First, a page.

Thousands of janitors in the Twin Cities are expected to walk off the job Wednesday afternoon, marking the first strike by sub-contracted union janitors in the Twin Cities in decades, the union says.
Members of the Services Employees International Union Local 26, which represents more than 4,000 people working for firms contracted to clean Twin Cities office buildings, voted last month to authorize an "unfair labor practices" strike if employers didn't improve the terms of a three-year contract for workers by Feb. 14.
That deadline has now passed, so union workers are going on a one-day strike in response to "stalling and delays" from employers, a news release says. Negotiations started back in October, and the previous contract expired Dec. 31, 2015.
Workers picketed at the Minneapolis-St. Paul International Airport Wednesday morning, and again in the afternoon.
More people are expected to picket later in the day in downtown Minneapolis, St. Paul and at the headquarters of Medtronic, Best Buy and UnitedHealth Group, MPR News reports. The strike is expected to affect some of the area's "most prominent" workplaces, MinnPost says.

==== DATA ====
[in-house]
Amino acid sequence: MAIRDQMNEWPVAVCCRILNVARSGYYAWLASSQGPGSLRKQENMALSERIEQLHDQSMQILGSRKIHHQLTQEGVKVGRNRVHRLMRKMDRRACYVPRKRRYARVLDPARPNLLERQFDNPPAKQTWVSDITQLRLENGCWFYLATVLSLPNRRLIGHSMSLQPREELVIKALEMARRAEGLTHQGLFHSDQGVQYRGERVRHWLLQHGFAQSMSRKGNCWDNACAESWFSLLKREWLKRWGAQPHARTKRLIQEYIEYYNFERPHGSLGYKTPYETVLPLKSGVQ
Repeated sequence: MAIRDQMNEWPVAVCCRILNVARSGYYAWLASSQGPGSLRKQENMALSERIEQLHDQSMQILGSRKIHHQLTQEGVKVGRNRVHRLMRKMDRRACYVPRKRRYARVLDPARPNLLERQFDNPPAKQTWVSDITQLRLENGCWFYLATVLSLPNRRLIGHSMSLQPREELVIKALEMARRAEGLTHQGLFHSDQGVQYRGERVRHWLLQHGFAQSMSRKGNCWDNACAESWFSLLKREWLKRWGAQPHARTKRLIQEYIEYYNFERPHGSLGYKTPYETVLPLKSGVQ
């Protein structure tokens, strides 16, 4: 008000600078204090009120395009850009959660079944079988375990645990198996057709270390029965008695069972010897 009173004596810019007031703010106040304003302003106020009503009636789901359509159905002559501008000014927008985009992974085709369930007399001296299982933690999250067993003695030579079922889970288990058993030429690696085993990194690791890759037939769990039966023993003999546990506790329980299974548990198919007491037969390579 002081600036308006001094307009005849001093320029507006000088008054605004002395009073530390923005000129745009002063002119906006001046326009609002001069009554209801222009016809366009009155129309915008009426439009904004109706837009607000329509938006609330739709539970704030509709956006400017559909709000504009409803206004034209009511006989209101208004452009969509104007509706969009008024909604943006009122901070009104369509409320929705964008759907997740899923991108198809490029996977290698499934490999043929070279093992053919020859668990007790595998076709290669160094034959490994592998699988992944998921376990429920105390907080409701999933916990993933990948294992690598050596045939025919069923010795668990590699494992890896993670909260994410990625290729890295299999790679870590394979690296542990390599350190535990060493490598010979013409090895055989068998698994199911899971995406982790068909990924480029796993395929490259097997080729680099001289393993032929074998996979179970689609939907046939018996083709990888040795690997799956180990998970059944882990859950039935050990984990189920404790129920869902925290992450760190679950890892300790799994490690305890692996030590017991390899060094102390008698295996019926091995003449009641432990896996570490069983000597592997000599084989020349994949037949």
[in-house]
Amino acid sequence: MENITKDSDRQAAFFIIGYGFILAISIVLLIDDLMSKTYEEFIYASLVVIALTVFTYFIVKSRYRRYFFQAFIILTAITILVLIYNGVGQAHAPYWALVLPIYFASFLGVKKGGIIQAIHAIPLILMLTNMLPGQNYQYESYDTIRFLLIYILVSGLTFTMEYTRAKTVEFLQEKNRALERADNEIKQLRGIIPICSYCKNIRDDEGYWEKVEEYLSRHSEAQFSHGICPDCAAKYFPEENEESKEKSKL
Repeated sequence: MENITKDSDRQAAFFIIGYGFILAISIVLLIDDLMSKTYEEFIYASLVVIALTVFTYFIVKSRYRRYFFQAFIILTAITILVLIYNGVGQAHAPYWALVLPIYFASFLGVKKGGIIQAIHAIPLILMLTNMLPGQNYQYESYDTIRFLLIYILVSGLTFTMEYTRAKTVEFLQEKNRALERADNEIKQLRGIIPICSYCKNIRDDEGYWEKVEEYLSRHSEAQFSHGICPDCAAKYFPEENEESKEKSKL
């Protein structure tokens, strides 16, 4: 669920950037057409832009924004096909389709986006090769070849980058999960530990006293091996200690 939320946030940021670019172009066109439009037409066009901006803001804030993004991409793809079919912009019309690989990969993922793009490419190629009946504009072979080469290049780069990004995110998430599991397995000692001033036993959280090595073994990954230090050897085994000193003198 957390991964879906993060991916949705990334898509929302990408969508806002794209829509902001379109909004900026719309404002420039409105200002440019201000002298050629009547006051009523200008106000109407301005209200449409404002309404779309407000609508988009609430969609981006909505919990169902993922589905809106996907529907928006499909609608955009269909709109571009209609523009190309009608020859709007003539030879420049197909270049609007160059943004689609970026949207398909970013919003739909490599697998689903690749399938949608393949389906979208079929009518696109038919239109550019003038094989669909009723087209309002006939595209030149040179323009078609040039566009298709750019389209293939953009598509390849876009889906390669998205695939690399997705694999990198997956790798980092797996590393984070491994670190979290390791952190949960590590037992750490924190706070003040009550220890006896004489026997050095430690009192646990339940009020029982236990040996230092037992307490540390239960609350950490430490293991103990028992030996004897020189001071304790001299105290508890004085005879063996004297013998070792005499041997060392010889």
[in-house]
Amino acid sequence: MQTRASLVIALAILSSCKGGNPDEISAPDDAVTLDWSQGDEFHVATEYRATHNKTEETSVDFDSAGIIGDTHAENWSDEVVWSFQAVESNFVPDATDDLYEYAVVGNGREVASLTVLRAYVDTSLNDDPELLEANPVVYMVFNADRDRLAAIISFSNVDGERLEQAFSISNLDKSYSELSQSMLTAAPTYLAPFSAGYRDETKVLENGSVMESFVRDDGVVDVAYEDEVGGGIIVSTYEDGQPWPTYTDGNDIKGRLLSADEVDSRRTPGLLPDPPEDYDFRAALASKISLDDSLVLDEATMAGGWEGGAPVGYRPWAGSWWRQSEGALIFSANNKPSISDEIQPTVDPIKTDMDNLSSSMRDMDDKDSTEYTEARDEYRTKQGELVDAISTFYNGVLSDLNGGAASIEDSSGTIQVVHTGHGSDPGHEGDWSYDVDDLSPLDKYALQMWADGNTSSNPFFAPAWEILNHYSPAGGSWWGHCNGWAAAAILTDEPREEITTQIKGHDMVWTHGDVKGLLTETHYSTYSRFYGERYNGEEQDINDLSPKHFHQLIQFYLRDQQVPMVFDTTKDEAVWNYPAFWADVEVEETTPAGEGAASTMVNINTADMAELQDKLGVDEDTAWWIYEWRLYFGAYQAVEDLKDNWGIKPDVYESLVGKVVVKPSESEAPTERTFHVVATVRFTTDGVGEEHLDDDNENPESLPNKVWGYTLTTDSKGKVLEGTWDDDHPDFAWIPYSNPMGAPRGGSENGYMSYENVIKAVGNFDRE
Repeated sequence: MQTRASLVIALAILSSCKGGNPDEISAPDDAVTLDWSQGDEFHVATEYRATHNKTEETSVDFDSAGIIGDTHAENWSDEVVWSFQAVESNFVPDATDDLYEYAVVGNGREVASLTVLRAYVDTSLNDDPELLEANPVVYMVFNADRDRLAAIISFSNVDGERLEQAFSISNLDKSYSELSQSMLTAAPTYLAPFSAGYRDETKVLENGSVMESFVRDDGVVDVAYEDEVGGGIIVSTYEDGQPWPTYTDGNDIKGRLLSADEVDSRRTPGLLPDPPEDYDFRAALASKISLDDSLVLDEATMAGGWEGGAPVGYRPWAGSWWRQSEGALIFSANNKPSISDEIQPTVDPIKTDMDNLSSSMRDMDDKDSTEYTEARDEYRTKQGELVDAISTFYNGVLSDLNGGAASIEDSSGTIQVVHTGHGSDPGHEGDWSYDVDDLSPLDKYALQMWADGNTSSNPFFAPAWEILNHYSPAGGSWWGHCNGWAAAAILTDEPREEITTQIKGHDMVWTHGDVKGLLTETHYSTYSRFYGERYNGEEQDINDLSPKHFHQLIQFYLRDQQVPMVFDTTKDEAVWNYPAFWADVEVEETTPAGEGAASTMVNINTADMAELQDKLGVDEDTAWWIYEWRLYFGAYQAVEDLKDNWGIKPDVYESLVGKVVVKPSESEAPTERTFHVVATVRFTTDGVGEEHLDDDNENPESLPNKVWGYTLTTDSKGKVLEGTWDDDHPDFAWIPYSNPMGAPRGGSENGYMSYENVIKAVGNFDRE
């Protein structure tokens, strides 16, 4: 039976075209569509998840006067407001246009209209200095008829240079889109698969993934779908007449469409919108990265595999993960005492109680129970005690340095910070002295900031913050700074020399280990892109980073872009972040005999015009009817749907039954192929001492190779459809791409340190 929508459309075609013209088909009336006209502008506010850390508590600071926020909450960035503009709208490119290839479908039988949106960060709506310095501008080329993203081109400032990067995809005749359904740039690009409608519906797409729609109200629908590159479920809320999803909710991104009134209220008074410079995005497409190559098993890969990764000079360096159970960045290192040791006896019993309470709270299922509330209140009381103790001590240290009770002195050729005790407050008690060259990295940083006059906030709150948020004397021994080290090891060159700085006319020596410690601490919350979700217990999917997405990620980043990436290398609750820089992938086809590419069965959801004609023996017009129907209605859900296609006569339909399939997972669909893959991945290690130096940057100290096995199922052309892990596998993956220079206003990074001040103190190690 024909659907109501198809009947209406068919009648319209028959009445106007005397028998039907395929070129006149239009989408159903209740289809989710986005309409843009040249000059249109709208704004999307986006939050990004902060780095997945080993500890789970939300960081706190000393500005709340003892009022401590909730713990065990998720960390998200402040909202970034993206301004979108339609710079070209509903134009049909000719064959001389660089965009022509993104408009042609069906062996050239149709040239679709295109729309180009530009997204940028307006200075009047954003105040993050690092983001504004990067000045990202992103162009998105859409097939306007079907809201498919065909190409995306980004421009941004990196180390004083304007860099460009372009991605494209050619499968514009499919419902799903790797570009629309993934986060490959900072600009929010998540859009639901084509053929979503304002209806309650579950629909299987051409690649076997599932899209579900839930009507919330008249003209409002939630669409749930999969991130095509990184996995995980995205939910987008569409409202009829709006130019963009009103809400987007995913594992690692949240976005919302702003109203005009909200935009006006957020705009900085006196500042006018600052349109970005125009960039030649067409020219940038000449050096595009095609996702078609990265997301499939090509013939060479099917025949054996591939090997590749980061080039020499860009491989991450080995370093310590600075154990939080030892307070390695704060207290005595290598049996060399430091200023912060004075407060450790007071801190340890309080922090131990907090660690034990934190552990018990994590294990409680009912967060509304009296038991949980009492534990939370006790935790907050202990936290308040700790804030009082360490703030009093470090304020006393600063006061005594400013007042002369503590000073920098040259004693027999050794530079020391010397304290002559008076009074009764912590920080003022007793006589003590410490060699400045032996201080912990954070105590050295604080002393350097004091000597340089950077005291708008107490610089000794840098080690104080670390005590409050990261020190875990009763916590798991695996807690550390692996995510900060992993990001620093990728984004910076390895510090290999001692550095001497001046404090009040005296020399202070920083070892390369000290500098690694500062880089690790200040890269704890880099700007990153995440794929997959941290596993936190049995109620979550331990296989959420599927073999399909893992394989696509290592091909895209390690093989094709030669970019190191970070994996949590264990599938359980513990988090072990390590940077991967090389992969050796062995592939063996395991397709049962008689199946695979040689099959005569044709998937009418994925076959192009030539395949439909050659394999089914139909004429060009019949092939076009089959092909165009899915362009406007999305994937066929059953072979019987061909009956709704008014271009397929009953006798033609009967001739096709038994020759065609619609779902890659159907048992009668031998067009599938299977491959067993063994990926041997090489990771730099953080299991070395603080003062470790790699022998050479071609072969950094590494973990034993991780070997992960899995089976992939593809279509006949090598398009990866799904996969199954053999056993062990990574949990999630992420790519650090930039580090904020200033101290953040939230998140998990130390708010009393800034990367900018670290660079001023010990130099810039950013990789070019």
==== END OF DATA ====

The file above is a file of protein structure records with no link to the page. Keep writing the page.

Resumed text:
The public is invited to join striking janitors from 7-10 p.m. at the U.S. Bank Plaza (2nd Avenue and 6th Street) "to cap off this powerful day," the union said on Facebook.
Why they're striking
One of the main things workers are fighting for is a $15 an hour minimum wage for all workers. Currently, some part-time SEIU janitors make as little as $11 an hour, a news release noted.
“At a time of increasing wealth for a small few, we are fighting for a fair contract that will not only help our families, but start to roll back the racial and economic inequalities facing our state,” Brahim Kone, a St. Paul janitor and leader of the bargaining team that's going on strike, said in a news release.
John Nesse, a lawyer who is negotiating for the cleaning companies who contract SEIU janitors, told the Star Tribune companies have offered to raise full-time workers' pay above $15 an hour over three years, but not the part-timers'.
The union is also calling for a fix to a “growing workload crisis” – janitors clean the equivalent of 20 houses per night, the union says – and policies to help support healthy families, like increasing the number of paid sick days janitors get, a release said.